In this issue

Jonathan Tobin: Defending the Right to a Jewish State

Heather Hale: Compliment your kids without giving them big heads

Megan Shauri: 10 ways you are ruining your own happiness

Carolyn Bigda: 8 Best Dividend Stocks for 2015

Kiplinger's Personal Finance editors: 7 Things You Didn't Know About Paying Off Student Loans

Samantha Olson: The Crucial Mistake 55% Of Parents Are Making At Their Baby's Bedtime

Densie Well, Ph.D., R.D. Open your eyes to yellow vegetables

The Kosher Gourmet by Megan Gordon With its colorful cache of purples and oranges and reds, COLLARD GREEN SLAW is a marvelous mood booster --- not to mention just downright delish
April 18, 2014

Rabbi Yonason Goldson: Clarifying one of the greatest philosophical conundrums in theology

Caroline B. Glick: The disappearance of US will

Megan Wallgren: 10 things I've learned from my teenagers

Lizette Borreli: Green Tea Boosts Brain Power, May Help Treat Dementia

John Ericson: Trying hard to be 'positive' but never succeeding? Blame Your Brain

The Kosher Gourmet by Julie Rothman Almondy, flourless torta del re (Italian king's cake), has royal roots, is simple to make, . . . but devour it because it's simply delicious

April 14, 2014

Rabbi Dr Naftali Brawer: Passover frees us from the tyranny of time

Greg Crosby: Passing Over Religion

Eric Schulzke: First degree: How America really recovered from a murder epidemic

Georgia Lee: When love is not enough: Teaching your kids about the realities of adult relationships

Cameron Huddleston: Freebies for Your Lawn and Garden

Gordon Pape: How you can tell if your financial adviser is setting you up for potential ruin

Dana Dovey: Up to 500,000 people die each year from hepatitis C-related liver disease. New Treatment Has Over 90% Success Rate

Justin Caba: Eating Watermelon Can Help Control High Blood Pressure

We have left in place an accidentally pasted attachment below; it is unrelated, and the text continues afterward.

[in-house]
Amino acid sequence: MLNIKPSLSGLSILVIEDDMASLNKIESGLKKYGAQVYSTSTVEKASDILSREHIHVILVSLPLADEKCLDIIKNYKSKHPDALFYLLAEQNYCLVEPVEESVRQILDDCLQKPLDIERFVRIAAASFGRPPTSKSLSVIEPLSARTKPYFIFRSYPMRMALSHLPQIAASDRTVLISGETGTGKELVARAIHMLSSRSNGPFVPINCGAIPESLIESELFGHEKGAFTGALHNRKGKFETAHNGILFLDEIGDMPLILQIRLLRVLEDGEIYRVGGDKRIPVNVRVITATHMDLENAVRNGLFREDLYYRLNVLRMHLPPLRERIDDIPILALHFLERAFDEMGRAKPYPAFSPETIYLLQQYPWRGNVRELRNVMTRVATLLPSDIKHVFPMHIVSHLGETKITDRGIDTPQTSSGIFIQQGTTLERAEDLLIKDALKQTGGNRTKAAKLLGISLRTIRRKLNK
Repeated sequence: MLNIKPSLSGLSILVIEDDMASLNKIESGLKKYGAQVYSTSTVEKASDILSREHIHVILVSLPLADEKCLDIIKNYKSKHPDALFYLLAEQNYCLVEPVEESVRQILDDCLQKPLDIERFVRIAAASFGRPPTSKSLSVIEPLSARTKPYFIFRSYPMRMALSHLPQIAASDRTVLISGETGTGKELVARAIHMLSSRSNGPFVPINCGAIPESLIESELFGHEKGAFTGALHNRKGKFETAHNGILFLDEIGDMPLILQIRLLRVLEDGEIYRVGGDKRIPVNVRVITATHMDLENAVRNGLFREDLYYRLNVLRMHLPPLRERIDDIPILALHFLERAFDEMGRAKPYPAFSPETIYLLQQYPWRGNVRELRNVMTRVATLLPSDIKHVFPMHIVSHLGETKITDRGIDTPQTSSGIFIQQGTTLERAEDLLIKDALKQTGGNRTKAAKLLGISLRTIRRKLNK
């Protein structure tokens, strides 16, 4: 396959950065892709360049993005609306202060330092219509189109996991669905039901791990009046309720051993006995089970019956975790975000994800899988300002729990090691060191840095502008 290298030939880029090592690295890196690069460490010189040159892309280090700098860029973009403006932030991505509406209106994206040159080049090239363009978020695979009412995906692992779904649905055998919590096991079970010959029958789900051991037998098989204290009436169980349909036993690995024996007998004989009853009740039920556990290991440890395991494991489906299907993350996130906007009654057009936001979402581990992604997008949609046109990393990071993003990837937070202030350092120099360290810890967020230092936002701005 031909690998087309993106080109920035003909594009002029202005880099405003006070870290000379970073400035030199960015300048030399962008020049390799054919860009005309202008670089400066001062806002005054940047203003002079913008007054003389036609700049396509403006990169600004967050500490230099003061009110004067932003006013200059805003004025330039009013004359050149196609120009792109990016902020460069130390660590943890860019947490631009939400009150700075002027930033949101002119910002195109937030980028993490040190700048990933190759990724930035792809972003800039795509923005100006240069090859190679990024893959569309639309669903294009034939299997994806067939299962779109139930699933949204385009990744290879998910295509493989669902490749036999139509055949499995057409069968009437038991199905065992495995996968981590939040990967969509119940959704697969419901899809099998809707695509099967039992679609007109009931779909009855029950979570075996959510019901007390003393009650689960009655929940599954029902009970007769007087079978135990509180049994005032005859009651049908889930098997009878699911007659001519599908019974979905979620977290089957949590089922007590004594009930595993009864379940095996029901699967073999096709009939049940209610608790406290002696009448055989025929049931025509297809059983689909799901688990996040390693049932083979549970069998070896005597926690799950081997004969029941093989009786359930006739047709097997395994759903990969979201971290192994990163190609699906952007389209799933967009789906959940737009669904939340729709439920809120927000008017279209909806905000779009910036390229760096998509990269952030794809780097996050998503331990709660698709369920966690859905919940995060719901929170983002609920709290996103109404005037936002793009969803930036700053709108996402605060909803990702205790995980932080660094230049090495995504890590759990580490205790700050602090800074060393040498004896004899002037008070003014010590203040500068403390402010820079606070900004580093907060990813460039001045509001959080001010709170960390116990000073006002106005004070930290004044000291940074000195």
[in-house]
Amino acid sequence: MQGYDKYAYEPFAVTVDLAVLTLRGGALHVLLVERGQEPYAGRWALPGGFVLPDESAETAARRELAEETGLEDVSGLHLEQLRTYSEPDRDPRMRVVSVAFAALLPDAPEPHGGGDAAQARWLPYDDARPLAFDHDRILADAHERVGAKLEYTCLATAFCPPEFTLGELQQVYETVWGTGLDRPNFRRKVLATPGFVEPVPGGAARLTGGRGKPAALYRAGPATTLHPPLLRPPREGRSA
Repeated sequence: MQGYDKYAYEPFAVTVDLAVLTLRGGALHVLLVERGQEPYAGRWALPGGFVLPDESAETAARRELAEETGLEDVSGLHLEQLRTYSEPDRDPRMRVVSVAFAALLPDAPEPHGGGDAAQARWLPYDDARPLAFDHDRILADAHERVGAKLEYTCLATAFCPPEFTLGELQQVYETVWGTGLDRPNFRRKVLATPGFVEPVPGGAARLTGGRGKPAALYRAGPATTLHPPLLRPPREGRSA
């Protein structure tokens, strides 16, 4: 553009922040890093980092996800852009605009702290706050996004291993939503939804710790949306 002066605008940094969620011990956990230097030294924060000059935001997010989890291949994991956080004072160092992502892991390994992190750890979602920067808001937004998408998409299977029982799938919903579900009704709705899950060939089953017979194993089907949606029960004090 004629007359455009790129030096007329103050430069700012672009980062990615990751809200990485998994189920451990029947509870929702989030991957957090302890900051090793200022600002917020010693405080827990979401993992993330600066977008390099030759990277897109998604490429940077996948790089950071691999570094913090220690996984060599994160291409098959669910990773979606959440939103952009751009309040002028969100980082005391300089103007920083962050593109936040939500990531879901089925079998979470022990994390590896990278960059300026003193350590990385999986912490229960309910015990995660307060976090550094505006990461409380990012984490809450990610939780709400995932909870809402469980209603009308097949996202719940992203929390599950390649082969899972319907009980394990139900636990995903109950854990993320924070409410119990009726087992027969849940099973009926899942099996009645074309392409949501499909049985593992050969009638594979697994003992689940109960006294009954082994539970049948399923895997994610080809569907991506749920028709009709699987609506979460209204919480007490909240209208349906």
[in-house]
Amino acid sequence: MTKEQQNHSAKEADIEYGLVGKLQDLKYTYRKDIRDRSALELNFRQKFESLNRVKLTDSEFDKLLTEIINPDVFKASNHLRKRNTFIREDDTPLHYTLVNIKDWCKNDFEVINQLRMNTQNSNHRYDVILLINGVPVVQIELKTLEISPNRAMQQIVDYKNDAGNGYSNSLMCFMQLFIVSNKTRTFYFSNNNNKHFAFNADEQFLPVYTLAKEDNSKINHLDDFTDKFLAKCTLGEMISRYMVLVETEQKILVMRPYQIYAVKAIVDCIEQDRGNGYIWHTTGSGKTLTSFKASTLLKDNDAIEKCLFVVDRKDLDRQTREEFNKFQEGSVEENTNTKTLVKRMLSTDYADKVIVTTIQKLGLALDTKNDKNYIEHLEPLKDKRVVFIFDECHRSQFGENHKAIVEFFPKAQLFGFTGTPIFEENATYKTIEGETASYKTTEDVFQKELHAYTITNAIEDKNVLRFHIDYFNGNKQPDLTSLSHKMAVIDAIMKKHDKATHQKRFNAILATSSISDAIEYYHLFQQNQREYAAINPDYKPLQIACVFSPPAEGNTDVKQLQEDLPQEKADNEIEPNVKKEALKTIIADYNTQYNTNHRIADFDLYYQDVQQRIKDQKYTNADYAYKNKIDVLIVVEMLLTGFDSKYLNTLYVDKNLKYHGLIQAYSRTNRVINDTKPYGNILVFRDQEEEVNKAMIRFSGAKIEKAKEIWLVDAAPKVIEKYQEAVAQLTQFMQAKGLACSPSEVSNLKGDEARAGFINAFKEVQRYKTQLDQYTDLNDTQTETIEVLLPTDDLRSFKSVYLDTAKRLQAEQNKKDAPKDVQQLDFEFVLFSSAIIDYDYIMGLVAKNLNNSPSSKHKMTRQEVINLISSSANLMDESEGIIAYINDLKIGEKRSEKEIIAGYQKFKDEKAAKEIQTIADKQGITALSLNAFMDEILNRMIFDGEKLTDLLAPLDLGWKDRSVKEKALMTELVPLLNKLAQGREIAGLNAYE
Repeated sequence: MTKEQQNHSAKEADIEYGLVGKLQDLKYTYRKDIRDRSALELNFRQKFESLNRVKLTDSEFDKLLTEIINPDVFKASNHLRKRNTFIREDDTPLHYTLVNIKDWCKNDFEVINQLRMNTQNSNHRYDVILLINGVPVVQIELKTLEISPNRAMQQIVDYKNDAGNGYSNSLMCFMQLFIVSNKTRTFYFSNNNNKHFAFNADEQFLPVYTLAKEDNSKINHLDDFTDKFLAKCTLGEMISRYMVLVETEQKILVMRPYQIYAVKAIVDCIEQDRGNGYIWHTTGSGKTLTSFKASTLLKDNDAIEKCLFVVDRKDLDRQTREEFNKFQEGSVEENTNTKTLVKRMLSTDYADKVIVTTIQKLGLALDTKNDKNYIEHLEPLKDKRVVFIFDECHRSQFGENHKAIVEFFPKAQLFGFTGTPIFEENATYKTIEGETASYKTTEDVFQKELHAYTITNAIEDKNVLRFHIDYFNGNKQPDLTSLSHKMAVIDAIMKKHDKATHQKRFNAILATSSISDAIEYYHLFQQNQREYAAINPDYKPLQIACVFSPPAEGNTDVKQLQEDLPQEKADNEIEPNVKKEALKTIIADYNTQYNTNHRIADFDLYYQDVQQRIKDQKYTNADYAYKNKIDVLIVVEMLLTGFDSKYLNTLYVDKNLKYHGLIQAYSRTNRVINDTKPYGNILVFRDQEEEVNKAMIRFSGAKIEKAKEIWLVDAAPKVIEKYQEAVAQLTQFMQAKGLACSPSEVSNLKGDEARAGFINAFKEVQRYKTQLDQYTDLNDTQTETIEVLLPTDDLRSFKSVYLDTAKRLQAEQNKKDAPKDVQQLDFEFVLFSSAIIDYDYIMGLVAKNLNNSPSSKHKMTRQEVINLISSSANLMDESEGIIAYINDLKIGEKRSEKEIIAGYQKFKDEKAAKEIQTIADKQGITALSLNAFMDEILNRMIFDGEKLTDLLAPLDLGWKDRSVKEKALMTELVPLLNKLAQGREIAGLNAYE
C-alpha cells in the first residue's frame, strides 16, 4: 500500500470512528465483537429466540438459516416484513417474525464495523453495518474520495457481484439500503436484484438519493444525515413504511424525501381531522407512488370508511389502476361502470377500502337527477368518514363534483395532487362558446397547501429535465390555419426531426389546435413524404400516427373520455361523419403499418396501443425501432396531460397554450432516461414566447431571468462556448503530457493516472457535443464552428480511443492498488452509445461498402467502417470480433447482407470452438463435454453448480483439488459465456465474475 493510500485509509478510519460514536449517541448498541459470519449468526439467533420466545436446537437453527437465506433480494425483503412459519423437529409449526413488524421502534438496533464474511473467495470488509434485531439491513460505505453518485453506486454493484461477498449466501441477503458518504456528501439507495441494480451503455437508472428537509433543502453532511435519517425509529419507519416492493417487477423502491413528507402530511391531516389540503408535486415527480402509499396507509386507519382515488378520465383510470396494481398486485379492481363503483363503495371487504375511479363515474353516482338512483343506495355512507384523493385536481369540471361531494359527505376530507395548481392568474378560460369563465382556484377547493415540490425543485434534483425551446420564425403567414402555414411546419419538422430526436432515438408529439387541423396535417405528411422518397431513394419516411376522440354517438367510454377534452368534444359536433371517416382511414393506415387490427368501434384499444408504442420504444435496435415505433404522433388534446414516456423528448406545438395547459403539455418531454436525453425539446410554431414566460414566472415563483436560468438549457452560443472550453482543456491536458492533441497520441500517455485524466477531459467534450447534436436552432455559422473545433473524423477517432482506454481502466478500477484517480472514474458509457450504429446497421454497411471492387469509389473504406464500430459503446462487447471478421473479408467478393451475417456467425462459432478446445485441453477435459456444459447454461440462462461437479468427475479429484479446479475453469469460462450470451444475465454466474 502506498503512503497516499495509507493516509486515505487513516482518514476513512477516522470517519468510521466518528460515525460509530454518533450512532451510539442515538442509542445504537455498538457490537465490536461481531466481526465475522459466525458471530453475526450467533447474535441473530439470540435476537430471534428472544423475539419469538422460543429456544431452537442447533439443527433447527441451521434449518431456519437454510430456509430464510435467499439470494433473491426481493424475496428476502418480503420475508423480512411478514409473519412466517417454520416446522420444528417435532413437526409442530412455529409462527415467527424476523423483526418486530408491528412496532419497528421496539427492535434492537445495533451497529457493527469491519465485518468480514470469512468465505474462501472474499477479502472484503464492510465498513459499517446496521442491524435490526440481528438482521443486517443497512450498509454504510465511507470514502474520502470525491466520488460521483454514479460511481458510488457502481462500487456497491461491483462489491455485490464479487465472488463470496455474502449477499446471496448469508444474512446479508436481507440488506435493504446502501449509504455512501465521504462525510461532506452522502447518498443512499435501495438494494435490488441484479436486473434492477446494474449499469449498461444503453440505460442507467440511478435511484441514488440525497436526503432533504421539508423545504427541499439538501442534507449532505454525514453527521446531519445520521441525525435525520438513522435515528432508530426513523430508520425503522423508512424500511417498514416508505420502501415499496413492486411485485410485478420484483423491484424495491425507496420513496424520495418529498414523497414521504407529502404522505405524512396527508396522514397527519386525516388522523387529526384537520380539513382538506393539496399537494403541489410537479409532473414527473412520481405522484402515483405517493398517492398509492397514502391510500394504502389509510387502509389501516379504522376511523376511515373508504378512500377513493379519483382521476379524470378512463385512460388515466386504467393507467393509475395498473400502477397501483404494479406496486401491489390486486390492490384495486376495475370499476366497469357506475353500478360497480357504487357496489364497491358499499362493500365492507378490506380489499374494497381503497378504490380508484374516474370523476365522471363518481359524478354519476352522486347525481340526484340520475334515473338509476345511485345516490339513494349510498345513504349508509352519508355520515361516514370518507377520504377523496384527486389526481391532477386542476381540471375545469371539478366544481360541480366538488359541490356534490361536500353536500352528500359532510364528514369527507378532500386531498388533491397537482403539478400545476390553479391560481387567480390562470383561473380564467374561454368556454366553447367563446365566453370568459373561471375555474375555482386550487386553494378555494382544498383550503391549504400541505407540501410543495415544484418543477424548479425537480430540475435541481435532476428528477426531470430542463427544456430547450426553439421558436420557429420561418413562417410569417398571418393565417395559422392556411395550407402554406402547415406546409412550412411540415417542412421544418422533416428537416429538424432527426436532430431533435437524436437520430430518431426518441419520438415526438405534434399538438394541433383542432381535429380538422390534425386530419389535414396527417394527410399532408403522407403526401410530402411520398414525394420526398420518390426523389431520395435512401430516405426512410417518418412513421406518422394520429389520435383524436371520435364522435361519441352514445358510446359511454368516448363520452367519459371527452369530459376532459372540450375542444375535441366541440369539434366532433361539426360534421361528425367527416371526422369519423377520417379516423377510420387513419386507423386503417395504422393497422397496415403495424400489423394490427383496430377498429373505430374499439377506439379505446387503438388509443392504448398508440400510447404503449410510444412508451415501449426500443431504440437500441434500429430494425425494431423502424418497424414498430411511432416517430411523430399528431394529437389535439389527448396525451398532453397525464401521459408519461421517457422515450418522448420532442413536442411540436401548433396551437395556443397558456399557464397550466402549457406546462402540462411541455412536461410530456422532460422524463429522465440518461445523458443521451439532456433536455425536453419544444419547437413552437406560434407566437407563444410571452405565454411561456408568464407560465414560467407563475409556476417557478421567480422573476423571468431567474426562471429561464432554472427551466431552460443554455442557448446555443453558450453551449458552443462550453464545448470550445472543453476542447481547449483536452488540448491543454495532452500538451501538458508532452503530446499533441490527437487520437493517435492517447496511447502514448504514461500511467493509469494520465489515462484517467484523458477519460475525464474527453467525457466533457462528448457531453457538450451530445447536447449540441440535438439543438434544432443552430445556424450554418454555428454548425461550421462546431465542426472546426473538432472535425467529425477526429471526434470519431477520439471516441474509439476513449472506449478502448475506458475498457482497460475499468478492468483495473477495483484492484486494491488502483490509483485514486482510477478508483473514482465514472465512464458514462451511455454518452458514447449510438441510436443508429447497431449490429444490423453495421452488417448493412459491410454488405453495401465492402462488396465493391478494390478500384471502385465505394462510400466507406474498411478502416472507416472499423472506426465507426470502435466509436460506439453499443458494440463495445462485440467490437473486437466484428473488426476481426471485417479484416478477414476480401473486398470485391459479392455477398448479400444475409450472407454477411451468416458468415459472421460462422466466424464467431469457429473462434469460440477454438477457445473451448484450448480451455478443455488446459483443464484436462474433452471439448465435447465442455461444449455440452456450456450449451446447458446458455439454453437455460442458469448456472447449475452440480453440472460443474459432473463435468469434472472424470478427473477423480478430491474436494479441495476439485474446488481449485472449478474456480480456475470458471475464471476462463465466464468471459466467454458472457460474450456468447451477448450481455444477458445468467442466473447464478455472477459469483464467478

The Kosher Gourmet by Joshua E. London and Lou Marmon Don't dare pass over these Pesach picks for Manischewitz!

April 11, 2014

Rabbi Hillel Goldberg: Silence is much more than golden

Caroline B. Glick: Forgetting freedom at Passover

Susan Swann: How to value a child for who he is, not just what he does

Cameron Huddleston: 7 Financial Tasks You Should Tackle Right Now

Sandra Block and Lisa Gerstner: How to Profit From Your Passion

Susan Scutti: A Simple Blood Test Might Soon Diagnose Cancer

Chris Weller: Have A Slow Metabolism? Let Science Speed It Up For You

The Kosher Gourmet by Diane Rossen Worthington Whitefish Terrine: A French take on gefilte fish

April 9, 2014

Jonathan Tobin: Why Did Kerry Lie About Israeli Blame?

Samuel G. Freedman: A resolution 70 years later for a father's unsettling legacy of ashes from Dachau

Jessica Ivins: A resolution 70 years later for a father's unsettling legacy of ashes from Dachau

Kim Giles: Asking for help is not weakness

Kathy Kristof and Barbara Hoch Marcus: 7 Great Growth Israeli Stocks

Matthew Mientka: How Beans, Peas, And Chickpeas Cleanse Bad Cholesterol and Lowers Risk of Heart Disease

Sabrina Bachai: 5 At-Home Treatments For Headaches

The Kosher Gourmet by Daniel Neman Have yourself a matzo ball: The secrets bubby never told you and recipes she could have never imagined

April 8, 2014

Lori Nawyn: At Your Wit's End and Back: Finding Peace